November 1997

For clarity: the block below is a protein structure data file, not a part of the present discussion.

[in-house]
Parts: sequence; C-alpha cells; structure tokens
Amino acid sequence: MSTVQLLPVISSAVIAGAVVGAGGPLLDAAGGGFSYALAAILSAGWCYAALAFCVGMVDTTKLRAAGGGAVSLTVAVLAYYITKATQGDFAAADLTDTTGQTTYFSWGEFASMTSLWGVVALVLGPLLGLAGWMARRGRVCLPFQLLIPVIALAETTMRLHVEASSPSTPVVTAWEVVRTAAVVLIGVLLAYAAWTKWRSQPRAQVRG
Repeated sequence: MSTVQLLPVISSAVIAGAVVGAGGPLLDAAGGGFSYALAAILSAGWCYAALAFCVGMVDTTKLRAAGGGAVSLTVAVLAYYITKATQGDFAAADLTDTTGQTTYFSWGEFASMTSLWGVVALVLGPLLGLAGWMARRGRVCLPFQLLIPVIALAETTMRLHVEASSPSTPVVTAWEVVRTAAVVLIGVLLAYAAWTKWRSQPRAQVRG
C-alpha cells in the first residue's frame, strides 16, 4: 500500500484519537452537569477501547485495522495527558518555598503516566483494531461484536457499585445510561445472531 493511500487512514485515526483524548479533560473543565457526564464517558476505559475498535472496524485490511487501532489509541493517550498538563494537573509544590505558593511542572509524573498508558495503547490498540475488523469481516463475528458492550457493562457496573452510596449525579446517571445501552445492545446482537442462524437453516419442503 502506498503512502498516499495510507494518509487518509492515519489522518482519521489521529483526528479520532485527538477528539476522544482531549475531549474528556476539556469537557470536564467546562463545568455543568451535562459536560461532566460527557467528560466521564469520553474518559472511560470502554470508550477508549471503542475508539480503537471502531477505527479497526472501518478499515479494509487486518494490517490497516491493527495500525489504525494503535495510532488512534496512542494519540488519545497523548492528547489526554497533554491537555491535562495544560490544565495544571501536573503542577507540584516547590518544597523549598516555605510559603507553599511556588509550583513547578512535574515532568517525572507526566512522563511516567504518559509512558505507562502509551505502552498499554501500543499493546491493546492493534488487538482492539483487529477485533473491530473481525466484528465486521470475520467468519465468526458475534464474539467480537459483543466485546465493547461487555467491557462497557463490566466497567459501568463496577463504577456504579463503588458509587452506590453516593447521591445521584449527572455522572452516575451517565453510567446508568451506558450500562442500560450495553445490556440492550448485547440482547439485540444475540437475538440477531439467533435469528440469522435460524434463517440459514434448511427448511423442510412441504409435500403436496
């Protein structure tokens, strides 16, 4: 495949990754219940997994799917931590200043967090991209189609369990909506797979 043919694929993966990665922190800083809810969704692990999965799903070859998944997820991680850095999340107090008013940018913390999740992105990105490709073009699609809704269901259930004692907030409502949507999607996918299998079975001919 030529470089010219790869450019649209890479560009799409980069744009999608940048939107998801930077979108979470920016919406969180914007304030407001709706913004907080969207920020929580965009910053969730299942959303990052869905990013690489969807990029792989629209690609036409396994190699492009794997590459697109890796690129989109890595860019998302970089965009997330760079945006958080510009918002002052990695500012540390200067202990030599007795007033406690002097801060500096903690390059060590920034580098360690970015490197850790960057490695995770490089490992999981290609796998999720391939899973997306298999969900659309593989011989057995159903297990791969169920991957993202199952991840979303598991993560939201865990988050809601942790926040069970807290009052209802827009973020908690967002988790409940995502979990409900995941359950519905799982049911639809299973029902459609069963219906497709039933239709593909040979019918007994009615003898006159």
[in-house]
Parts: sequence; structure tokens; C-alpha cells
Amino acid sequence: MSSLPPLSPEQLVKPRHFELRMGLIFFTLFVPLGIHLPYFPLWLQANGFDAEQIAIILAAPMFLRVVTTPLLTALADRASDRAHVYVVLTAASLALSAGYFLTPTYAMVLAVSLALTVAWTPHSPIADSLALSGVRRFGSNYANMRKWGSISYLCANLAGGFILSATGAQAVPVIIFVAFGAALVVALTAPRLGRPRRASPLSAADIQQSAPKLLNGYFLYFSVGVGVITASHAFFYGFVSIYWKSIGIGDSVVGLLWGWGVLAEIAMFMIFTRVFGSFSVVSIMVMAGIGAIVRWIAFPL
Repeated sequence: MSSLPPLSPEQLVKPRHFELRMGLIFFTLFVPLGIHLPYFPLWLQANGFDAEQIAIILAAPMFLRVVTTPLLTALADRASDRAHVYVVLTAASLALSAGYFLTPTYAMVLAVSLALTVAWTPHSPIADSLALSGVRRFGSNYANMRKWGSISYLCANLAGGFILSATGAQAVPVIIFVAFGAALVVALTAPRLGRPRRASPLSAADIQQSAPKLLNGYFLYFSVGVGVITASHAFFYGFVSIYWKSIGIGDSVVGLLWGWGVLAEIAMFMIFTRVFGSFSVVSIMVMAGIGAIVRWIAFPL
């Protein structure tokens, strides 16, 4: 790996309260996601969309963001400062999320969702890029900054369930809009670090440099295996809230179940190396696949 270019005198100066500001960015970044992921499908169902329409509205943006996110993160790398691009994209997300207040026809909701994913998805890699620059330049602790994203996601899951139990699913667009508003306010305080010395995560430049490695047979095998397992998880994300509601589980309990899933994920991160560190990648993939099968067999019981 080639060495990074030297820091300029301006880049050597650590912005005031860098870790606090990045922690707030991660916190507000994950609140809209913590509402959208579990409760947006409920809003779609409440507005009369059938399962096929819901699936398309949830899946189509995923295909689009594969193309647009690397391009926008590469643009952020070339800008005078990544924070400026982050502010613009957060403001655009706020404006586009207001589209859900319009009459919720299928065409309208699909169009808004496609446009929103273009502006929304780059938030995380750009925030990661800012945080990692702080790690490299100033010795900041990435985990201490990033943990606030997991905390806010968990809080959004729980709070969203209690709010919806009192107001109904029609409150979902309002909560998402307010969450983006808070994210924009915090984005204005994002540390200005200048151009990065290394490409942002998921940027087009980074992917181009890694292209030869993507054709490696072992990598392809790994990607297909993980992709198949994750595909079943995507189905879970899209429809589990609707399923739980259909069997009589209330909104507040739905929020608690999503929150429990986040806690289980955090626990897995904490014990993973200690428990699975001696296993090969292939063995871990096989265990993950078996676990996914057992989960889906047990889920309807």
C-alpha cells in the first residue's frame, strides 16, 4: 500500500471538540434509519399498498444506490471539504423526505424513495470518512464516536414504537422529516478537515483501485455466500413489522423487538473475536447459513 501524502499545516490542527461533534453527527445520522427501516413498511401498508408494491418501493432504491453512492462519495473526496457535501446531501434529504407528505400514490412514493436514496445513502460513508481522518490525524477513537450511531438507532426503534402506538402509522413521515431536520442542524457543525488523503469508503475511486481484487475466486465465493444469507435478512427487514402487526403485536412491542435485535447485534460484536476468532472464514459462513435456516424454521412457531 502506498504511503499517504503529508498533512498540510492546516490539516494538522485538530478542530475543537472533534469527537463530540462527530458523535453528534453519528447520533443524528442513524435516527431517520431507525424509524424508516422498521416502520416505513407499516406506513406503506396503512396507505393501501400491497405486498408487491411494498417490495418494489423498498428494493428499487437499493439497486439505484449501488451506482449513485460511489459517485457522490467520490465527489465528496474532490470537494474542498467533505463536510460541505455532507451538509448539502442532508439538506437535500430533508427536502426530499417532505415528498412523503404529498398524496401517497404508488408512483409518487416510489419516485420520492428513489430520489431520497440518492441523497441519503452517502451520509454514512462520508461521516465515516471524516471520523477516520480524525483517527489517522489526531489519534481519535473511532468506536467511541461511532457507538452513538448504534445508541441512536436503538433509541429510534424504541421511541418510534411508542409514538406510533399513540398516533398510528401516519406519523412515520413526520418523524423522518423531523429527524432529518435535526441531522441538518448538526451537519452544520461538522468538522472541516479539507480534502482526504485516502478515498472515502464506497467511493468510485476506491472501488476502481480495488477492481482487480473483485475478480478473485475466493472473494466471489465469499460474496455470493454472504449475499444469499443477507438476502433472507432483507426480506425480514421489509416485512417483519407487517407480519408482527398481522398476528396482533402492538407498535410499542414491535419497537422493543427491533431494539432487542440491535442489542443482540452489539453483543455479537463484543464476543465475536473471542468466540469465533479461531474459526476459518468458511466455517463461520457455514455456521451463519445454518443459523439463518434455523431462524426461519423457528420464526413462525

Leonard Herman's 1997 updated edition of his 1994 original work is a fascinating study of the coin-op and home video phenomena. The author has taken an otherwise largely undocumented bit of cultural and economic history and pulled it all together for fans and students of the genre. It is, to say the least, an amazing piece of work. He begins with a capsulated chapter on computer history, suggesting that the first "adding machines" were born as humanity discovered the capability to count on his and her fingers. The remarkable growth and misfires throughout the decades have resulted in today's 300+ MHZ microchip wonders, but Herman is merely setting the stage. He dives headlong into the innocent creation of a 1950s oscilloscope-based game of tennis, one of the earliest examples (if not the first) of a game played on an electronic screen. Up until the founding of Atari in 1972, the tale is filled with participants who nibbled around the edges of video games as a viable source of entertainment and profit. The introduction of Atari's Pong (1972) and its subsequent success created a new facet of the coin-op industry: the arcade videogame. While not the first coin-op video, it is the one responsible for all that would follow. Magnavox would perform a similar historical feat that same year in the consumer marketplace with their Odyssey home video system. It's during this pivotal time that we begin to understand the co-existence and corporate behavior of early coin-op and home-based video manufacturers. Herman's deft unfolding of the remarkable events is what makes Phoenix such an interesting work. The author provides historical profiles and backgrounds of several companies as they entered the exploding video playing field. For example, did you know that Sega was founded by an American?... or that Nintendo has been in business since 1889?... or that Coleco was originally a leather provider to shoe manufacturers? It's this kind of thorough research that makes this book so indispensable. By 1984 the coin-op video craze was all but over and the author then concentrates primarily on the home-based systems. While Phoenix contains its share of technical and game play info, it's the larger story of the birth to present day status of videogames that we find to be its overall strength. Herman has done an outstanding job. Highly recommended.